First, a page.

After a few weeks of markets attempting to stabilize, volatility picked up again thanks to more hot inflation data, a hawkish ECB, and increasing concerns about global growth. The S&P 500 sank 5.05% on the week and is now down 18.16% YTD.
The University of Michigan’s Consumer Sentiment fell to a record low of 50.2 vs. (E) 59.0, while 5 -year inflation expectations rose to 3.3% from 3.0% in May (investors were looking for a decline). That led to a resurgence in stagflation fears, and the S&P 500 fell sharply back towards the 2022 lows. Stocks attempted to mount a rally in late trading Friday, but the market rolled over and the S&P 500 came within a fraction of closing at a new 2022 low.
A month ago, we identified three events that need to happen before we can confidently say a bottom is in for stocks. There was some progress towards two of those “keys” over the past several weeks, but we saw part of that progress undone over the past week, and it’s not surprising that stocks dropped sharply as a result.
Key to a bottom 1
Chinese Lockdowns Ease and Growth Recovers. How we’ll know: China Covid cases drop, Chinese PMIs rise back above 50, and the Yuan moves back towards (and below) 6.50 to the dollar (currently around 6.75 to the dollar).
Update: On Thursday, Chinese authorities reinstituted partial lockdowns in Beijing and Shanghai, and on Friday, authorities announced there’d be mass testing in Shanghai. Neither event by itself is that bad (it’s true that the Chinese economy is reopening, and activity is better than it was a month ago.) But the point is that China is not abandoning its zero-Covid policy. As a result, the market must continue to consider the possibility that new lockdowns could be enacted at any time. So, while that likely won’t prevent the Chinese economy from coming back “online,” the risk of new lockdowns will remain, and that’s an issue.
Bottom Line: The Chinese economy has partially reopened and activity is better than it was a month ago. However, we’re still on a very slow road back to “normal” activity from the world’s second-largest economy. A partially operating Chinese economy with the constant threat of new lockdowns is not enough to sustain a rally.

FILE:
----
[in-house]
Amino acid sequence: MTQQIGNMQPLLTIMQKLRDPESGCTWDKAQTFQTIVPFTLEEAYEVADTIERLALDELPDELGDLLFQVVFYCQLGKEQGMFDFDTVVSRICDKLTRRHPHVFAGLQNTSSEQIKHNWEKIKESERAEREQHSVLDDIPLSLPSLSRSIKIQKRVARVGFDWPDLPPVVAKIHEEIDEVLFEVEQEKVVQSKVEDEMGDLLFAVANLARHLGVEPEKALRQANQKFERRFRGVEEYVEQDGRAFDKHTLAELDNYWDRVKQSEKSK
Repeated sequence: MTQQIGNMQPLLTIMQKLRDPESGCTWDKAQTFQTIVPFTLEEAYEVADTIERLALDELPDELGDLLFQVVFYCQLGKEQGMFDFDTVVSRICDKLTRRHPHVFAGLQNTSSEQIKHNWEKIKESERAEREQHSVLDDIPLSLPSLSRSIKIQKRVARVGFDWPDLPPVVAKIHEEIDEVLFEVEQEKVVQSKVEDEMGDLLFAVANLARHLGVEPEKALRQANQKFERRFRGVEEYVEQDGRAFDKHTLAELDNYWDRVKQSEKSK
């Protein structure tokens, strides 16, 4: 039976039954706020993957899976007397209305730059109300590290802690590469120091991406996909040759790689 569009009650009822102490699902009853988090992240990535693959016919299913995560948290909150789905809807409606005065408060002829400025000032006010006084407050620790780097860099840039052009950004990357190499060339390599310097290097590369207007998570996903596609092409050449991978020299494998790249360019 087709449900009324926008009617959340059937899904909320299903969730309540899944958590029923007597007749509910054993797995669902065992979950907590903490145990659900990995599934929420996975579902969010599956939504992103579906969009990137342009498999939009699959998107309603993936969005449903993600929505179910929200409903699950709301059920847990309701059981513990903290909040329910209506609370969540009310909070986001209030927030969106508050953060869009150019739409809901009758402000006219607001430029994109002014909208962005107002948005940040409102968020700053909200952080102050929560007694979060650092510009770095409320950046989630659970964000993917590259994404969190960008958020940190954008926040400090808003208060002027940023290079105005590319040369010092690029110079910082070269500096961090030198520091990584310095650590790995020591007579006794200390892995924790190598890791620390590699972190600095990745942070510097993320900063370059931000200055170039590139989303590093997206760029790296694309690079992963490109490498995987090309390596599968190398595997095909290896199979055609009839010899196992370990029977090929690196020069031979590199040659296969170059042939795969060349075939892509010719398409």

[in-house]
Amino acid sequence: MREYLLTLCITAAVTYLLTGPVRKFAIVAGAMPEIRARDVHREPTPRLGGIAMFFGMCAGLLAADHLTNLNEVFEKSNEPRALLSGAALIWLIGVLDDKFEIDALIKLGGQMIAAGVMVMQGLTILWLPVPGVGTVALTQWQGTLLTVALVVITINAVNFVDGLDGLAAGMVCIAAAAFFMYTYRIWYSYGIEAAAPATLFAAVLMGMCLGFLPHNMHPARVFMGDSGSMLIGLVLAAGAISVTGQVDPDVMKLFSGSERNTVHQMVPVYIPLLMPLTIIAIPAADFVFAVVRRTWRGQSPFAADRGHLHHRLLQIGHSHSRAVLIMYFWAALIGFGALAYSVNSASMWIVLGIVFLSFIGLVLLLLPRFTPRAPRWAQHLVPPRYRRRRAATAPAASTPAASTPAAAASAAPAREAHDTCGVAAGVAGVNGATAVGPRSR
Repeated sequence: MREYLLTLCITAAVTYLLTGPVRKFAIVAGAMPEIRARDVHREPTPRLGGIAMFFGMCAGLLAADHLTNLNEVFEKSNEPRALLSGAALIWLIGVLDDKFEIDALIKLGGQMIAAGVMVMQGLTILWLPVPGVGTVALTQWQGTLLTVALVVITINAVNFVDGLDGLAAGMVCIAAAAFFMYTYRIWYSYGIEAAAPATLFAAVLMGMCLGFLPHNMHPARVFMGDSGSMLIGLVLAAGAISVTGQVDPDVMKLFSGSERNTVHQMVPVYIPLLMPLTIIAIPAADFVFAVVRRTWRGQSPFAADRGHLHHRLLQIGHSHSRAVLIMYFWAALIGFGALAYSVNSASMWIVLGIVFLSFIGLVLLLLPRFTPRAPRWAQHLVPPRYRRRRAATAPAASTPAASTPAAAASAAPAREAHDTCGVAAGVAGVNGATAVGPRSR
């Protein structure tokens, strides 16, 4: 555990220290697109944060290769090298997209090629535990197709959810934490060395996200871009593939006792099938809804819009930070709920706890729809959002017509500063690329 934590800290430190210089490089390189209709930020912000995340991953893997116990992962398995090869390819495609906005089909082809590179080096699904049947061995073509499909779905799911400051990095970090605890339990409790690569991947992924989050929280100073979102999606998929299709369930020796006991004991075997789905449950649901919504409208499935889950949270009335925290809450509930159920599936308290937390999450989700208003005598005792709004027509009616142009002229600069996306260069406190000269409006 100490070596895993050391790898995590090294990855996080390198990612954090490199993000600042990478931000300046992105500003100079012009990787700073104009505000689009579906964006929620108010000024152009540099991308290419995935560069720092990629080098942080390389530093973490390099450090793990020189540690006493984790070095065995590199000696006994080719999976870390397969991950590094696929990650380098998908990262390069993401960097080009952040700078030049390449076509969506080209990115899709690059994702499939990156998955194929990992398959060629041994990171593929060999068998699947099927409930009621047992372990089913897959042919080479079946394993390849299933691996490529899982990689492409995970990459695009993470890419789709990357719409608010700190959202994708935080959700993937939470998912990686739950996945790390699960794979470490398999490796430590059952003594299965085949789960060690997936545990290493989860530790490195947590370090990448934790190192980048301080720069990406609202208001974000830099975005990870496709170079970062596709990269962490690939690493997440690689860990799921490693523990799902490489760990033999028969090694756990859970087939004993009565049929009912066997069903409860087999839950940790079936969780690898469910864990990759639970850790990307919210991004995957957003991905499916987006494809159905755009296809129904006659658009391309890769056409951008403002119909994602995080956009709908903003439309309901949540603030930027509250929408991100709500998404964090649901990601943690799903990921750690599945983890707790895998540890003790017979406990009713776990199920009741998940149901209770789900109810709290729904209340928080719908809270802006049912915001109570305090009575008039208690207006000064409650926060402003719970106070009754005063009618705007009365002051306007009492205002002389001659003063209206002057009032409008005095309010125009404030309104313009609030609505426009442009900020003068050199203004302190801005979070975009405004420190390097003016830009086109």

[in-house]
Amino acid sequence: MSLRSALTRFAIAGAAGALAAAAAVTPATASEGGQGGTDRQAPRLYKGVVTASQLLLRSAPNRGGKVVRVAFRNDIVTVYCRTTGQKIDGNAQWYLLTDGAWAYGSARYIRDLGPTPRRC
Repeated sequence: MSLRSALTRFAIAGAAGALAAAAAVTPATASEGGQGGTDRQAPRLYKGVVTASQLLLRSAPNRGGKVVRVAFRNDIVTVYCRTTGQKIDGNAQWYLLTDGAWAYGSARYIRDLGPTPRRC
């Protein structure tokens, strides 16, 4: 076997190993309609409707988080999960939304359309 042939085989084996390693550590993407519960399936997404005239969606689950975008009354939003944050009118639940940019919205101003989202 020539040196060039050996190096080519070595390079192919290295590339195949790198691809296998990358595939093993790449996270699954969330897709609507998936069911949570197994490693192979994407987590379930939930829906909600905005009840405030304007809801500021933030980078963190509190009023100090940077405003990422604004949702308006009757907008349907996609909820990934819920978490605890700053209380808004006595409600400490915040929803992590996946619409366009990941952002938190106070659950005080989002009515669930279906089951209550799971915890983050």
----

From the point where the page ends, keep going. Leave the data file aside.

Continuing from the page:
Key to a bottom 2
Inflation Peaks and Declines and the Fed Eases Off the Hawkish Rhetoric. CPI, the Core PCE Price Index and the price indices in the monthly PMIs begin to meaningfully decline. If CPI can get back down near 3%-5% towards the end of the summer (August), that will likely make the Fed back off the hawkish rhetoric, confirming “Peak Hawkishness” is upon us and helping to form a sustainable bottom.
Update: Friday’s CPI essentially reversed the month of progress and hope on inflation and the future Fed rate hikes. CPI rose in May and signaled we have not yet hit peak inflation, while fed fund futures now are showing year-end fed funds at highs for the year, signaling we have not yet hit peak hawkishness.
Bottom Line: Friday’s CPI wasn’t quite as bad as the headline implied (core CPI is declining, and outside of oil and food, we are seeing moderating inflation pressures), but in this market that nuance doesn’t matter, as we saw on Friday. At this point, any hope of a pause in Fed rate hikes between now and year-end is essentially nil. That doesn’t mean one won’t happen (things can change quickly), but for now, that’s not a base case and we rightly saw those “Fed pause” driven gains of the past two weeks given back on Friday.
Key to a bottom 3
Geopolitical Tensions Decline. How we’ll know: Oil and other commodities will drop to pre-war levels.
Update: There’s been no material progress toward a ceasefire in Ukraine. However, in the past few weeks, Russia has taken much of the Donbas and may be getting to a point where they search out some sort of ceasefire and fully annex the seized land. Obviously, this has been an epic tragedy from a human standpoint, but from a market standpoint, it just wants the fighting to end. If Russia essentially accomplishes enough to declare “victory” and comes to the peace table, the markets will embrace that result. For now, commodities (especially oil and wheat) remain elevated and nowhere near pre-war levels.
Bottom line: No material progress.
Finally, stocks rallied off the May 20 lows thanks to two factors: Chinese economic reopening and a potential peak in inflation/peak Fed hawkishness. Both of those factors went backward last week, which is why we saw most of those gains from May 20 given back. Looking forward, the outlook for stocks isn’t worse than it was on May 20. China is reopening, and there is still evidence that inflation is peaking (at least on core, so looking past energy and food). So, momentum could carry the S&P 500 to new lows, but fundamentals don’t warrant a major drop in stocks absent a much-more- hawkish-than-expected Fed this week.